500 years ago, Juan Ponce de Léon did not discover Florida. Traces were found of Spanish slaves coming from the Bahamas, who had visited first, without ever staying for long.
500 years ago though, in 1513 -- in a time when some Catholic theologians were still convinced that the Earth was flat, sailing from newly discovered Puerto Rico, Spanish explorer Ponce de Léon reached what he named La Florida, where Native Americans were thriving since 12,000 years. He reached this land almost 100 years before the first English settlers of Jamestown landed further north, in nowadays Virginia.
The English claimed that the same land was discovered in fact by John Cabot, who did sail to the same continent, but most probably further up North, most likely in Maine or Canada. Christopher Columbus hopped from island to island, zigzagging between Central and South America a decade before, but never touched the North American continent.
Of course we must not discard the probable hypothesis that the Paleo-Indians crossed over to the American continent about 15,000 years ago. Archaeological finds and new DNA studies suggest that the first migrants from Asia could have walked to present Alaska when the two continents were not yet separated by water. But let's not drift away from Florida.
This is known: De Léon left in the spring of 1513 and reached the New World with three ships, the Santiago, the San Cristobal, and the Santa Maria de la Consolacion, along with 200 men. On Easter Sunday, land was sighted, and was baptized La Florida, derived from Pascua Florida (the feast of flowers in Spanish.)
We later dropped the La, and kept Florida.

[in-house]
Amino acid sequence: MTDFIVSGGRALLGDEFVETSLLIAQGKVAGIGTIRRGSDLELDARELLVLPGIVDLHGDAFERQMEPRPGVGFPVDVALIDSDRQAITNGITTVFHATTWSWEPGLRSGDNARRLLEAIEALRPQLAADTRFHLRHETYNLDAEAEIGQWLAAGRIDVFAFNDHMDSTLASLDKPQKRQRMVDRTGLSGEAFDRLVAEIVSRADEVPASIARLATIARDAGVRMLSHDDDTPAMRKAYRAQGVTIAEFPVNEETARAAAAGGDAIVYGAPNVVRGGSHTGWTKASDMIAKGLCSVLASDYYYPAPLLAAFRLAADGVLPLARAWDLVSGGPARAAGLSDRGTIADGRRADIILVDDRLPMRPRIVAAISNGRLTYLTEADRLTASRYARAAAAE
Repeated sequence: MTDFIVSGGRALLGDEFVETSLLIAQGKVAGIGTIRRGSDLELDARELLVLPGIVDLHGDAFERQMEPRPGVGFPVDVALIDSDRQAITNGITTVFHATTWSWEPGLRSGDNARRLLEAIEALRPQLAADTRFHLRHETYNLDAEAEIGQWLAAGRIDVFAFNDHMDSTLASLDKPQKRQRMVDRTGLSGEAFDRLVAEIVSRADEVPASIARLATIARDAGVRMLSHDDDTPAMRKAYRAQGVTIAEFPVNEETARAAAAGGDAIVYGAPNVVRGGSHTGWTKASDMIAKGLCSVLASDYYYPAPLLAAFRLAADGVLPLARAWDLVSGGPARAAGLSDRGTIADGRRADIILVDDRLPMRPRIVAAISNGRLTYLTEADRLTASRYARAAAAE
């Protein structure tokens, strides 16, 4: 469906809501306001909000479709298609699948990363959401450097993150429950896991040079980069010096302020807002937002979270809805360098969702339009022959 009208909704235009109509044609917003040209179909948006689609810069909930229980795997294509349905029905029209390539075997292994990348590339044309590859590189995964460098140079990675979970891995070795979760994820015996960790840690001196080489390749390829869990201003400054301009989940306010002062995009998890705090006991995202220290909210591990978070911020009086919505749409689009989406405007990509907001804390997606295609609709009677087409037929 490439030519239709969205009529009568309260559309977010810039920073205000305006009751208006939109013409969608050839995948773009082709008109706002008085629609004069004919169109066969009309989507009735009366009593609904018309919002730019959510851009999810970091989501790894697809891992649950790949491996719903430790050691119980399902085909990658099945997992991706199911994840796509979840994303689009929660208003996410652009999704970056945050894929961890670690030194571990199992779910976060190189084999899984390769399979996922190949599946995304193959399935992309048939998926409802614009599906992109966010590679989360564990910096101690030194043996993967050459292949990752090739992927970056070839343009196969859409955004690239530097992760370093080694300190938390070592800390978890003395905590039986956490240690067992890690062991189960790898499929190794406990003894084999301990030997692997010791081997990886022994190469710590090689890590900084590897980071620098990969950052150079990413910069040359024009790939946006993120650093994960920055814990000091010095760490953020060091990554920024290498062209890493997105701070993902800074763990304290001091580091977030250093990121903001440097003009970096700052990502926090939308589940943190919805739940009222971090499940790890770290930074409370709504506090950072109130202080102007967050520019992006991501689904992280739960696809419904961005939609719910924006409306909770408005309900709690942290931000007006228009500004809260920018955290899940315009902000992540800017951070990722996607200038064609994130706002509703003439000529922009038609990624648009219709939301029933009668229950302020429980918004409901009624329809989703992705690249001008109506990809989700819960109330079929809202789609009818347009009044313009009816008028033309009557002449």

Their first landing spot is believed to have been somewhere north of the actual city of St. Augustine. Exploring further south, the navigators arrived a month later into Biscayne Bay, named after Biscay Bay in the Atlantic Ocean, off the southwest coast of France and the northern part of Spain, skirting a part of the Basque country -- de Léon was believed to have Basque ancestors.
Then circling around the then deserted Florida Keys, the sailors went up the west coast all the way to nowadays Pensacola. A few encounters with local tribes proved hostile to settlement for now. They took to the sea again and went back home to Puerto Rico, via Cuba.
Some eight years later, Ponce de Léon returned to Florida's southwest coast, this time with a plan for a more definite colonization in mind. His two ships carried supplies, horses, farmers, domestic animals, artisans of all trades, and priests.
The Calusa Indians attacked the fresh settlers soon after their arrival, and de Léon was injured by a poisoned arrow. He quickly returned to Cuba with the would-be colonists, and there, he died from his wounds. He was buried in Puerto Rico.
He came once, he came twice, he was killed in Florida. He never found a fountain of youth. Some settlers managed to create colonies and thrive in various parts of the peninsula, all the way to today's specimens of beach lovers, alligator chasers, pink scooters aficionados and fabulous island-life opportunities. The explorers knew what they were doing when they came there first.
500 years, so few, so new, it reminds us of how young our country is.
500 years, crumbs on the timeline history of the World.
1513-2013, Florida is 500 years old, Happy Birthday dear state.
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